Articles

A selection of articles from the society’s publications edited by Dr Paul A Fox.

The Heraldry Society’s main publication “The Coat of Arms” has now been in existence for nearly seventy years and contains a wealth of original material on diverse topics. The Heraldry Gazette has gradually evolved from being a simple newsletter to having more illustrated features. Series 1 and Series 2 of the Coat of Arms are available for purchase on CD ROM via this website. Some paper copies are also still available, please contact the Honorary Librarian. It is hoped in the near future to place Series 3 and Series 4 online.

This section has two principal aims: firstly to showcase some of the best of our published material published in our older journals, and secondly, to create an on-line heraldic resource.

The Articles are presented in 19 sections:

Augmentations of honour

An augmentation of honour is usually an addition made to an existing coat of arms by the sovereign to commemorate some notable achievement, usually in the military sphere. In certain instances the "augmentation" comprises an entire achievement

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Badges & Standards

The heraldic badge is a personal emblem granted for usage in contexts other than that of a shield, such as on a letterhead. The standard combines elements from a person's full heraldic achievement, and it to be distinguished from a simple banner of the arms

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Blazoning

Blazon is the written version of a coat of arms. It is much quicker than drawing, and was the preferred means of recording arms by medieval heralds in the field.

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Early History of Heraldry

The focus here is on the medieval period, from the early formative stages of heraldry in the twelfth-century through to the fourteenth-century. Highlights include an illustrated version of a poem written to commemorate the siege of Caerlaverock in 1300

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Ecclesiastical Heraldry

The established church has maintained a powerful interest in heraldry from the earliest times. Find articles on topics ranging from the medieval to the modern era.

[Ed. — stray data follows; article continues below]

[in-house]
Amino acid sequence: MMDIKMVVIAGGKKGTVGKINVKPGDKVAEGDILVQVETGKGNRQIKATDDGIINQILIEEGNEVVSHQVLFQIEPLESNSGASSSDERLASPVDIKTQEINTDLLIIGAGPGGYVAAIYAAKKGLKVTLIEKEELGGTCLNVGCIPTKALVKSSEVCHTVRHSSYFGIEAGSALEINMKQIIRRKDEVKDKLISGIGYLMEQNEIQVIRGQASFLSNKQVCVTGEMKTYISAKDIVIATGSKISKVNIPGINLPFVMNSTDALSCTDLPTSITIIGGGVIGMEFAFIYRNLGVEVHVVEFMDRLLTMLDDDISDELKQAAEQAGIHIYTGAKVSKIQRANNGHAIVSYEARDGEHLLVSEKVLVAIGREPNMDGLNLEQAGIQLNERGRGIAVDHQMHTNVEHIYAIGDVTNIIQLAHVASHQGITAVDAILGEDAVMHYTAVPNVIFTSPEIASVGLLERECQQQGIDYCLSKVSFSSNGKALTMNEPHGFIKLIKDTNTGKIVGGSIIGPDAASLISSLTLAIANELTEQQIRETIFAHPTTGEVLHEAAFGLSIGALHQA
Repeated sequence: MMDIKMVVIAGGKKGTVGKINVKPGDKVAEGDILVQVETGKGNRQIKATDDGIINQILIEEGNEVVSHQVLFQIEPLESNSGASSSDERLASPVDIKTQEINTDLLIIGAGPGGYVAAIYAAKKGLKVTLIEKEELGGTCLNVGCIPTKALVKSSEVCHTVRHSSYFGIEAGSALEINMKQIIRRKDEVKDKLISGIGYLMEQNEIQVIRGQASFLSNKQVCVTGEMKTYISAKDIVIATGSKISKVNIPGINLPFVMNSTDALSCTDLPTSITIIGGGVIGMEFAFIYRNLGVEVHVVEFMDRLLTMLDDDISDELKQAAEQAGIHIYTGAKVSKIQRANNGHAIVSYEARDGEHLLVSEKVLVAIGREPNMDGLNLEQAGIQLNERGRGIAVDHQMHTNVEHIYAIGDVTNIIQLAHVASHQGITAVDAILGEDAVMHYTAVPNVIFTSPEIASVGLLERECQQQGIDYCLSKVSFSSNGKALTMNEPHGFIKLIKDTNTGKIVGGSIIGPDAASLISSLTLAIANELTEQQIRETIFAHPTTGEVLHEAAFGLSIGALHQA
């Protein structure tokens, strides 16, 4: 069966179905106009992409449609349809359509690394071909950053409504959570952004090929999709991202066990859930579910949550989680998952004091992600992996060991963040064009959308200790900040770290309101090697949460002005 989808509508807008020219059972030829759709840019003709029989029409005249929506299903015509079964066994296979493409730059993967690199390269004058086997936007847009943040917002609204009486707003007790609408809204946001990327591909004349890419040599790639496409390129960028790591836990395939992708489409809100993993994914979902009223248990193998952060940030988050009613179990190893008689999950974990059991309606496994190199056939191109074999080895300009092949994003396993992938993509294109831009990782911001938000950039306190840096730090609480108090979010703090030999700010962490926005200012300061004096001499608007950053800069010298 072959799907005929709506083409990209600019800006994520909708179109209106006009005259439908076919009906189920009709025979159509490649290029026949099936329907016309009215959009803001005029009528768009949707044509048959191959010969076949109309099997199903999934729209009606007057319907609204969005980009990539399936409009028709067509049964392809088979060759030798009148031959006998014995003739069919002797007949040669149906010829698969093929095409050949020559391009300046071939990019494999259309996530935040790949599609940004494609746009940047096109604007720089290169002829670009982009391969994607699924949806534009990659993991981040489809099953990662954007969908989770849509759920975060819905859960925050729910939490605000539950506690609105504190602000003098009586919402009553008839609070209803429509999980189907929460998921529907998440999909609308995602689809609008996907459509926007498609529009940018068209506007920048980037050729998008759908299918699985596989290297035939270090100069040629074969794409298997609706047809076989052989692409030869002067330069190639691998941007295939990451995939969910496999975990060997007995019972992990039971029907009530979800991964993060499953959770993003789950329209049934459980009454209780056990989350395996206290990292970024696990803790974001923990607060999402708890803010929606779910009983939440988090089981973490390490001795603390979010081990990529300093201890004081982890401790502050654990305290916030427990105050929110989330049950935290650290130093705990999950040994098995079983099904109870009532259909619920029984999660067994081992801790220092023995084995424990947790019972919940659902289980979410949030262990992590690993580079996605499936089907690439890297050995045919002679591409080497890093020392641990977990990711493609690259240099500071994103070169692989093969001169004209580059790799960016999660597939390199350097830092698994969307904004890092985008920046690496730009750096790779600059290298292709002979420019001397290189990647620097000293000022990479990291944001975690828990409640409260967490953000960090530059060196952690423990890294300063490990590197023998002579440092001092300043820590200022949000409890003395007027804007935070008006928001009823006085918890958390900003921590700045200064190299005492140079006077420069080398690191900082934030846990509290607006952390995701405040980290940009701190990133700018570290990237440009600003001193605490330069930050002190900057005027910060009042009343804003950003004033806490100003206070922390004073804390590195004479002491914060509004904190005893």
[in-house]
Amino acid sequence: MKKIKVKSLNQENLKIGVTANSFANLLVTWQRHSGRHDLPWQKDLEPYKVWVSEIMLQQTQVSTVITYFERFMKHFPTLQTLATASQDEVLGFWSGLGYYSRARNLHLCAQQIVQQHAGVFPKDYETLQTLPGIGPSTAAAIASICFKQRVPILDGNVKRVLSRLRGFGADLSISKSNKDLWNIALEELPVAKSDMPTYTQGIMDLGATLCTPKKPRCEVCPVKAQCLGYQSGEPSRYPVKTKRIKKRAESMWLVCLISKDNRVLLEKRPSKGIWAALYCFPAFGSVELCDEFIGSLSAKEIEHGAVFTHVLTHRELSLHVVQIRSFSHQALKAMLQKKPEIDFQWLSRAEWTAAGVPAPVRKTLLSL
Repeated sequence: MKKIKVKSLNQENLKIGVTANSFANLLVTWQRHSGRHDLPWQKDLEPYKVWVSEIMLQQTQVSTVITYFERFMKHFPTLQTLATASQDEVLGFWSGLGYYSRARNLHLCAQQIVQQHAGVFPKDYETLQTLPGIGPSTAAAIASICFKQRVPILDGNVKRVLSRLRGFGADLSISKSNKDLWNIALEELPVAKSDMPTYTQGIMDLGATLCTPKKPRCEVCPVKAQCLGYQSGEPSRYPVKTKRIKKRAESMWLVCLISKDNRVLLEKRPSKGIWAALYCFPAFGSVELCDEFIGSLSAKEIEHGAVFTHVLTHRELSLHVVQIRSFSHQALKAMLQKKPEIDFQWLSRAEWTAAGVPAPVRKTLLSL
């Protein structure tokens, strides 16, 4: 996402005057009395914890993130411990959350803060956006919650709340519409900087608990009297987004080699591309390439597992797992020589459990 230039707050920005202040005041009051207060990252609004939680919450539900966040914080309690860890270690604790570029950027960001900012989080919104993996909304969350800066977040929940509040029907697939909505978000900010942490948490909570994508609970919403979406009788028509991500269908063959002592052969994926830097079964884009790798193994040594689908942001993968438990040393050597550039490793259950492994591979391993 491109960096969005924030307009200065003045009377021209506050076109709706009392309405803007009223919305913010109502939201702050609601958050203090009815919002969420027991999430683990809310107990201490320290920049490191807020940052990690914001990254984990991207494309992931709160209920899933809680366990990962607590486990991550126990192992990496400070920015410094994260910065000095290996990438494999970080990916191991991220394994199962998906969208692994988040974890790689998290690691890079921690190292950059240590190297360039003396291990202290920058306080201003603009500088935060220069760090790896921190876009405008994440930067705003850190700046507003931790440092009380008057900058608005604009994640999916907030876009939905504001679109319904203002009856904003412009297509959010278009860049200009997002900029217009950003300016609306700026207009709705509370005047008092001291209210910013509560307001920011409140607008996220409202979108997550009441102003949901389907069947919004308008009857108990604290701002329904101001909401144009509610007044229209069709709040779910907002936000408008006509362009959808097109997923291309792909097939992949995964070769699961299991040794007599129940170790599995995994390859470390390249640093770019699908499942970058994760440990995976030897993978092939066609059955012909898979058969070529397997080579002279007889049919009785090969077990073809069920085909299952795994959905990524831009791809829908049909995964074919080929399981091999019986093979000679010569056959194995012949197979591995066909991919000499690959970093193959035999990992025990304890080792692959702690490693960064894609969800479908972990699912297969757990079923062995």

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England

The origin of the three lions of England is a very controversial topic. Here are just some of the theories !

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Famous Men/Women

The stories of how and why the coats of arms of some famous individuals came into being are of exceptional interest, Here Shakespeare rubs shoulders with Oliver Cromwell and others

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Fictional or Attributed Arms

In the Middle Ages it was assumed that coats of arms had always existed, and so it was necessary to invert arms for the great historical characters of the past.

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Hatchments

Funeral hatchments are commonly seen in our churches, a tradition which began in the seventeenth-century. Their exact function, and point of origin, have been much debated.

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Heraldic Devices

This is the spot for information on specific heraldic charges. There are very many of these, and so far only two are discussed: the fleur de lis and the cross patonce.

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Heraldry as Art

Explore the of the world of the heraldic artist with its diverse ramifications. These include stained glass, bookplates, armorial pendants and porcelain. The influence of textiles on heraldry is also explored here in two articles.

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Ireland

Here is given the long history of the Irish harp , Irish peerage and insight into Irish heraldic jurisdiction.

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Marshalling & Cadency

This section covers the inheritance of maternal arms and how the arms of different members within single family have been made distinct at different times.

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Racing Colours

Racing colours remind us of the medieval knight wearing his coat of arms on his surcoat, and indeed some colours are derived from the arms of of the owner.

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Scotland

Scotland has always had an important and unique heraldic identity maintained by the Lord Lyon with his heralds and pursuivants.

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Wales

Welsh heraldry is somewhat distinct from the rest of the British Isles in that the attributed arms of remote ancestors have a very large role to play.

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